Night Terrors Treatment | Child Night Terrors | Adult Night Terrors

Night Terrors - Treatment For Adults And Children

Night terrors in children usually disappear with adolescence, so standard medical treatment is not necessary.

In most cases, the only thing that helps is consoling the child, reassuring them that there is nothing to panic.

Treatment usually involves trying to avoid letting the child get over-tired, and trying to keep the wake/sleep schedule as regular as possible. When an incident does occur, do not try to wake the child -- not because it is dangerous, but because it will tend to prolong the event.

It is generally best not to hold or restrain the child, since her subjective experience is one of being held or restrained; she would likely arch her back and struggle all the more. Instead, try to relax and to orally comfort the child if possible. Speak slowly, relaxingly, and repetitively.

Turning on the lights may also be calming. Protect your child from injury by moving furniture and standing between him or her and windows. In most cases the event will be over in a matter of minutes.

Developing a nightly bedtime routine is also one of the most effective treatments for this disorder. The doctor may advise the parents to adjust the sleep habits of the child to allow for more sleep time, and eliminate stresses in the child's life.

Additionally, the parents should determine when the night terrors usually occur and fully awaken the child about 15 minutes before that time. After 4 or 5 minutes, the child can return to sleep. The waking is discontinued once the terrors stop, which in most circumstances is usually within a week.

Night terrors in adults can be treated with medications such as an antidepressant called Tofranil or benzodiazepine drugs such as Klonopin or Valium. Additionally, the doctor may recommend psychotherapy, which is a method of treating emotional problems.

In psychotherapy, the patient talks with a therapist about their concerns and problems that may be linked to this sleep disturbance.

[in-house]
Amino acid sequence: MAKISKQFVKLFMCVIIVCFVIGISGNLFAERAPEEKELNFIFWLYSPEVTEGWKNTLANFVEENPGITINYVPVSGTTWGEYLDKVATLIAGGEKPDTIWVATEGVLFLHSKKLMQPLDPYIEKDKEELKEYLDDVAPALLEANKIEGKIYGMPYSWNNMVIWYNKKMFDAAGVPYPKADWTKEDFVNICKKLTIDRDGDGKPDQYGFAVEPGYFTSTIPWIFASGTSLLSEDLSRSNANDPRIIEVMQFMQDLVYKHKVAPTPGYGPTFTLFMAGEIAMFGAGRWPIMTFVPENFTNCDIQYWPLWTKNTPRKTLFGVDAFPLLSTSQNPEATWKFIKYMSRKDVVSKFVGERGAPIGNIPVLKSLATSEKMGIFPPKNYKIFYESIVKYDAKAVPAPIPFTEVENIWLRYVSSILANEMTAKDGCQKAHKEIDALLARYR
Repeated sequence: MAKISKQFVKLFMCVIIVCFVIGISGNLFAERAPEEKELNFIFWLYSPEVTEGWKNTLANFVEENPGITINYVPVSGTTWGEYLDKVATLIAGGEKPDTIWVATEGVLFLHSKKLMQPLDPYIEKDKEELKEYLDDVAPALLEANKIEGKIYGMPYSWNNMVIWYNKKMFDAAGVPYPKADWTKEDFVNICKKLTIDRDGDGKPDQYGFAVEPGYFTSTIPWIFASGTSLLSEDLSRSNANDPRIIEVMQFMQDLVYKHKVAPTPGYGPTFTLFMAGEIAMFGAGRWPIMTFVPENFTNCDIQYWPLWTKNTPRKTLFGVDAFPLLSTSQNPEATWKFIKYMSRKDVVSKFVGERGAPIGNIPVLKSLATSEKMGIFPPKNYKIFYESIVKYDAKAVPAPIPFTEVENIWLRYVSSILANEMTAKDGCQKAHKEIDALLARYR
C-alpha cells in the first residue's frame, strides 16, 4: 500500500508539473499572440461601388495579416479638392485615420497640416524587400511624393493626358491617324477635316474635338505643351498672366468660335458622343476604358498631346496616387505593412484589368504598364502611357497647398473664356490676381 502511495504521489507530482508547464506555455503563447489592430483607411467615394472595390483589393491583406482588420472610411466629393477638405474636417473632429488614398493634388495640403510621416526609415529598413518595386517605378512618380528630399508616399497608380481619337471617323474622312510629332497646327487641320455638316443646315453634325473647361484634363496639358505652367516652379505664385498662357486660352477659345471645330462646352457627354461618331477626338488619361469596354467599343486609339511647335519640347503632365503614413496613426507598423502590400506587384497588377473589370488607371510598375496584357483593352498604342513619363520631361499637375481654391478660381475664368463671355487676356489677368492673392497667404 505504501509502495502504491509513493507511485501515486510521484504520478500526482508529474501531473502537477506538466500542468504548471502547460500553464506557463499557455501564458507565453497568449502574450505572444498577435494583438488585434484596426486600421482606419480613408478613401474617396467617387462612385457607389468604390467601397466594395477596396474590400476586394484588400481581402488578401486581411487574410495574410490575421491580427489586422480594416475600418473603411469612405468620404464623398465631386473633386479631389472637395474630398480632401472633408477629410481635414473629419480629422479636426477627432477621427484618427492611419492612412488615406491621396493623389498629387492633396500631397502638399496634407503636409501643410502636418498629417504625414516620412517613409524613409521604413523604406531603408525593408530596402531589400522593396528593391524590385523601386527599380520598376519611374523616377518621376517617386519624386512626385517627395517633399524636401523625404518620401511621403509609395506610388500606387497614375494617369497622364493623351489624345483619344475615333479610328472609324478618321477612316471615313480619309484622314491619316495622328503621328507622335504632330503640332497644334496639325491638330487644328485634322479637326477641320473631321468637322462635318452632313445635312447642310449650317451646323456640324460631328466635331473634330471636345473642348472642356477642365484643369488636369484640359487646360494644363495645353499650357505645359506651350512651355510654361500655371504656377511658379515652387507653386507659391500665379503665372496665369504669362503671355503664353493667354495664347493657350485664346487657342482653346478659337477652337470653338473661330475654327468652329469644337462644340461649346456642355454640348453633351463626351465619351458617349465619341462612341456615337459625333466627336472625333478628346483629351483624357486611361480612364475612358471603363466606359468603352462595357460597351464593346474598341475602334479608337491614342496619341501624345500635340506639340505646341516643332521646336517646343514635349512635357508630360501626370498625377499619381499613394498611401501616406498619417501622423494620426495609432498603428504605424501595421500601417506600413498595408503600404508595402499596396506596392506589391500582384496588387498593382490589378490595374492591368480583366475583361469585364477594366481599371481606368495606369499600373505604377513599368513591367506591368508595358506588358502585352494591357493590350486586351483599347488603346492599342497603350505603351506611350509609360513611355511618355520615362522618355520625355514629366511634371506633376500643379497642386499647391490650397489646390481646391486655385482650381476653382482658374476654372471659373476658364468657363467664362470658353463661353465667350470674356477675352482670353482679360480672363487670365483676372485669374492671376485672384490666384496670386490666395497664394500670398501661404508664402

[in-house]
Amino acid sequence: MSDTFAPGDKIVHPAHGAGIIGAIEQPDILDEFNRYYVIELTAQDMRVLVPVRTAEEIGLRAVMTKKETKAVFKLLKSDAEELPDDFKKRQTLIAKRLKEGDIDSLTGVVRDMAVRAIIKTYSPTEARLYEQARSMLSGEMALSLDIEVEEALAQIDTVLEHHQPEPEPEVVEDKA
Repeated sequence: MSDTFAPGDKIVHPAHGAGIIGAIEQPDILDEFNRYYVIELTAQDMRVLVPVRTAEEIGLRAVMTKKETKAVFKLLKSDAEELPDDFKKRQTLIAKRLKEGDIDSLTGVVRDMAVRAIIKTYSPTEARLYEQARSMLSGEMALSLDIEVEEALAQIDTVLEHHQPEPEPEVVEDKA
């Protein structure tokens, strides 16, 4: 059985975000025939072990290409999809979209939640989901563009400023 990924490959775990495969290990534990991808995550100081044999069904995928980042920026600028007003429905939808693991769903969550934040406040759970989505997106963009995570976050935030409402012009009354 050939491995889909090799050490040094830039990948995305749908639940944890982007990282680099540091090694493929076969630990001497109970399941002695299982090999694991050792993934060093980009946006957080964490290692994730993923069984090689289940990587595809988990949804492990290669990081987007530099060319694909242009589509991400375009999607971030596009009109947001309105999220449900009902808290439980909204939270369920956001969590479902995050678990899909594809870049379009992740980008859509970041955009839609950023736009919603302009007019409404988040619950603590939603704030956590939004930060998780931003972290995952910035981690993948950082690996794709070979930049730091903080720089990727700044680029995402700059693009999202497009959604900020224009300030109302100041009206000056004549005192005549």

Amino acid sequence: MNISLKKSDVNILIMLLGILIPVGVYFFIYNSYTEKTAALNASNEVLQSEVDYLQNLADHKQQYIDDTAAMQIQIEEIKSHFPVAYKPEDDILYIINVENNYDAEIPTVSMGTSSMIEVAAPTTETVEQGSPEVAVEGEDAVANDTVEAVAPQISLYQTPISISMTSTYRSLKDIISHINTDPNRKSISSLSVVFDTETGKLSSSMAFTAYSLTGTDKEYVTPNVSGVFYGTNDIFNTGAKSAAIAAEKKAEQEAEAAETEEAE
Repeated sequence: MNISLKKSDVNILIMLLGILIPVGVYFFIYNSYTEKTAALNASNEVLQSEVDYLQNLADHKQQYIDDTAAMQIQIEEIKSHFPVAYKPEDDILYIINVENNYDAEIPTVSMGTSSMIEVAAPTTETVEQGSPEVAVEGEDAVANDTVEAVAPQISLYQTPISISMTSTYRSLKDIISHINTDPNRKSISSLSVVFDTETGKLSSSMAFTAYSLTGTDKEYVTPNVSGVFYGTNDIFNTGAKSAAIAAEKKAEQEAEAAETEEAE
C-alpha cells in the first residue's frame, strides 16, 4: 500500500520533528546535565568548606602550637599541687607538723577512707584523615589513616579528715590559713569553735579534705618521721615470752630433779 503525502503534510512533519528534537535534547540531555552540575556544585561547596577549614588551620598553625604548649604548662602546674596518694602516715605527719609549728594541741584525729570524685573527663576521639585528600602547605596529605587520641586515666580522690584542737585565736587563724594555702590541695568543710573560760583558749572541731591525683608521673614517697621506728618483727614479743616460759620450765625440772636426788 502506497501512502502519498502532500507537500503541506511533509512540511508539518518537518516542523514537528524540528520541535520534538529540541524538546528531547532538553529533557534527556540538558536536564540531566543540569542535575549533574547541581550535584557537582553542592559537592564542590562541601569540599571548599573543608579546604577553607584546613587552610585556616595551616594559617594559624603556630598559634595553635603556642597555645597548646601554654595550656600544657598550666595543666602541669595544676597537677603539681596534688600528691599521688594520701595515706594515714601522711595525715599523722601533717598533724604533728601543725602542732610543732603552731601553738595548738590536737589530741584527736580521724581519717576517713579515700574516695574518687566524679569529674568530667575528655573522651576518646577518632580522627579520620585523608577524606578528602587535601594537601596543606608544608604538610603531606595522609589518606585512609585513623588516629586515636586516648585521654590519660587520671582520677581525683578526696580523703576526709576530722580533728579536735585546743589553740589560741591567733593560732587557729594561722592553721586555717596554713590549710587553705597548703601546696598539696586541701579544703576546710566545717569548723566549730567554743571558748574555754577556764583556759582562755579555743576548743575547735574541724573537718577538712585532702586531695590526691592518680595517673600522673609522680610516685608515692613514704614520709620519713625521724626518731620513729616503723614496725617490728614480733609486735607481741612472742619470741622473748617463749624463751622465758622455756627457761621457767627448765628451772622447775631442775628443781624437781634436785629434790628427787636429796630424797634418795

How To Treat the Child Who is Having A Night Terror

1. Help the child go back to sleep.

Do not try to awaken your child. Turn on the lights so that your child is less confused by shadows. Remain calm, talk in a soothing tone. You can try holding his hand or snuggling him, but if he pulls away don't persist. Shaking or shouting at your child may cause the child to become more upset.

2. Protect the child from getting hurt.

Protect your child against injury. Keep you child away from stairs, windows or sharp objects. Try to gently direct him back to bed.

3. Educate your caregivers.

Be sure to warn babysitters, family members, or others who might be caring for the child at night. Explain to them what to do in case of an attack, so that they don't overreact.

Can night terrors be prevented?

Following the healthy schedule can prevent night terrors

  • Establish a regular routine and stick to it every night. A regular routine can make all the difference in kids with sleep disorders.
  • The bedroom should be free from disturbing stimuli like a loud radio, a television, toy, or other loud noises.
  • The bedroom should be dimly lit, comfortable and conducive to get a good night's sleep.
  • The child should sleep in the same room every night, tucked into the same bed. If the parents share custody, they should cooperate with one another so that the child's sleeping routine is much the same.
  • A warm bath just before bed is a relaxing and pleasant sleep-inducing addition to any child's daily or rather nightly routine.
  • For several nights, keep record of the time between falling asleep and the onset of the night terror. Then, wake him up 15 minutes prior to the expected time of the incident, get your child out of bed and fully awake for 5 minutes. Do this for seven successive nights. If the night terrors return, repeat the seven nights of awakenings.

When to consult the physician:

While night terrors are not damaging, they can resemble other conditions or lead to problems for the child. Consult your physician if you notice any of the following:

  • The child is drooling, jerking, or stiffening
  • Terrors last longer than 30 minutes
  • Terrors happen after the seven nights of waking
  • The child does something dangerous during an episode
  • Terrors are happening during the second half of the night
  • The child has daytime fears
  • You feel family stress may be a factor


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